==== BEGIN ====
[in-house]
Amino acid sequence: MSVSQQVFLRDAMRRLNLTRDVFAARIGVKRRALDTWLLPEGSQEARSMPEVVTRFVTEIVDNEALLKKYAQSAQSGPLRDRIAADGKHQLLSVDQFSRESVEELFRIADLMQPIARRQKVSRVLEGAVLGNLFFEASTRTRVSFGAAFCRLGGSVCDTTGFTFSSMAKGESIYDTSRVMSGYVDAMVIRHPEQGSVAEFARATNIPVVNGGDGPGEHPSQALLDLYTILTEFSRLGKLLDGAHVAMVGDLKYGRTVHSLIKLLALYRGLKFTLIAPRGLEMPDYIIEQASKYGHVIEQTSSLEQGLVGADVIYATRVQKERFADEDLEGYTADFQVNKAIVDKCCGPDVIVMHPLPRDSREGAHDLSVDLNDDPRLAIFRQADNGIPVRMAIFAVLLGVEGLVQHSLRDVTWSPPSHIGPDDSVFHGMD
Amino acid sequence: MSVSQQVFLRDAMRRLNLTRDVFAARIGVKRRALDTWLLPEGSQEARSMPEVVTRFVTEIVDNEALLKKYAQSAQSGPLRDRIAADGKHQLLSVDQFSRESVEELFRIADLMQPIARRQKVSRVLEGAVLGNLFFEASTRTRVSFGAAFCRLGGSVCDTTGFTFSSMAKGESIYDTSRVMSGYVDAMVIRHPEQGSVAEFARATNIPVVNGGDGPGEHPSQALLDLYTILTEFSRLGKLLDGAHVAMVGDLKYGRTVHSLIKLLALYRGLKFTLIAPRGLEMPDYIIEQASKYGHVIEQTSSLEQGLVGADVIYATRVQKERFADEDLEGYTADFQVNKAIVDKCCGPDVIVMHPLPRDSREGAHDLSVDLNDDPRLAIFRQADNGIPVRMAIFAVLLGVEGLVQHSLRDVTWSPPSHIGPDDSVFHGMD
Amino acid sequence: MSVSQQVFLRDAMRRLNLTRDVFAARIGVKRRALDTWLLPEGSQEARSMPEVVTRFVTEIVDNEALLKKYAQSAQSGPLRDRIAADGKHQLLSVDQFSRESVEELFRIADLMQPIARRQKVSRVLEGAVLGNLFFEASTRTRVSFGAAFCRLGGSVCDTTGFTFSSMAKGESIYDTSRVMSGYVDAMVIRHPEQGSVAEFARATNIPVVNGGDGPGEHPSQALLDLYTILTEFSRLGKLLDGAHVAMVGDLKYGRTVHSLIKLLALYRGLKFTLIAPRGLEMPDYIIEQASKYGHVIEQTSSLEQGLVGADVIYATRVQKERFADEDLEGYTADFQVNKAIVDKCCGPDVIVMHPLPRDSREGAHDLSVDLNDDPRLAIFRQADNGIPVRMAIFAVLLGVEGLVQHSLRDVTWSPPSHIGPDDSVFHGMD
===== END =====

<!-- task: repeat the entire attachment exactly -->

[in-house]
Amino acid sequence: MSVSQQVFLRDAMRRLNLTRDVFAARIGVKRRALDTWLLPEGSQEARSMPEVVTRFVTEIVDNEALLKKYAQSAQSGPLRDRIAADGKHQLLSVDQFSRESVEELFRIADLMQPIARRQKVSRVLEGAVLGNLFFEASTRTRVSFGAAFCRLGGSVCDTTGFTFSSMAKGESIYDTSRVMSGYVDAMVIRHPEQGSVAEFARATNIPVVNGGDGPGEHPSQALLDLYTILTEFSRLGKLLDGAHVAMVGDLKYGRTVHSLIKLLALYRGLKFTLIAPRGLEMPDYIIEQASKYGHVIEQTSSLEQGLVGADVIYATRVQKERFADEDLEGYTADFQVNKAIVDKCCGPDVIVMHPLPRDSREGAHDLSVDLNDDPRLAIFRQADNGIPVRMAIFAVLLGVEGLVQHSLRDVTWSPPSHIGPDDSVFHGMD
Amino acid sequence: MSVSQQVFLRDAMRRLNLTRDVFAARIGVKRRALDTWLLPEGSQEARSMPEVVTRFVTEIVDNEALLKKYAQSAQSGPLRDRIAADGKHQLLSVDQFSRESVEELFRIADLMQPIARRQKVSRVLEGAVLGNLFFEASTRTRVSFGAAFCRLGGSVCDTTGFTFSSMAKGESIYDTSRVMSGYVDAMVIRHPEQGSVAEFARATNIPVVNGGDGPGEHPSQALLDLYTILTEFSRLGKLLDGAHVAMVGDLKYGRTVHSLIKLLALYRGLKFTLIAPRGLEMPDYIIEQASKYGHVIEQTSSLEQGLVGADVIYATRVQKERFADEDLEGYTADFQVNKAIVDKCCGPDVIVMHPLPRDSREGAHDLSVDLNDDPRLAIFRQADNGIPVRMAIFAVLLGVEGLVQHSLRDVTWSPPSHIGPDDSVFHGMD
Amino acid sequence: MSVSQQVFLRDAMRRLNLTRDVFAARIGVKRRALDTWLLPEGSQEARSMPEVVTRFVTEIVDNEALLKKYAQSAQSGPLRDRIAADGKHQLLSVDQFSRESVEELFRIADLMQPIARRQKVSRVLEGAVLGNLFFEASTRTRVSFGAAFCRLGGSVCDTTGFTFSSMAKGESIYDTSRVMSGYVDAMVIRHPEQGSVAEFARATNIPVVNGGDGPGEHPSQALLDLYTILTEFSRLGKLLDGAHVAMVGDLKYGRTVHSLIKLLALYRGLKFTLIAPRGLEMPDYIIEQASKYGHVIEQTSSLEQGLVGADVIYATRVQKERFADEDLEGYTADFQVNKAIVDKCCGPDVIVMHPLPRDSREGAHDLSVDLNDDPRLAIFRQADNGIPVRMAIFAVLLGVEGLVQHSLRDVTWSPPSHIGPDDSVFHGMD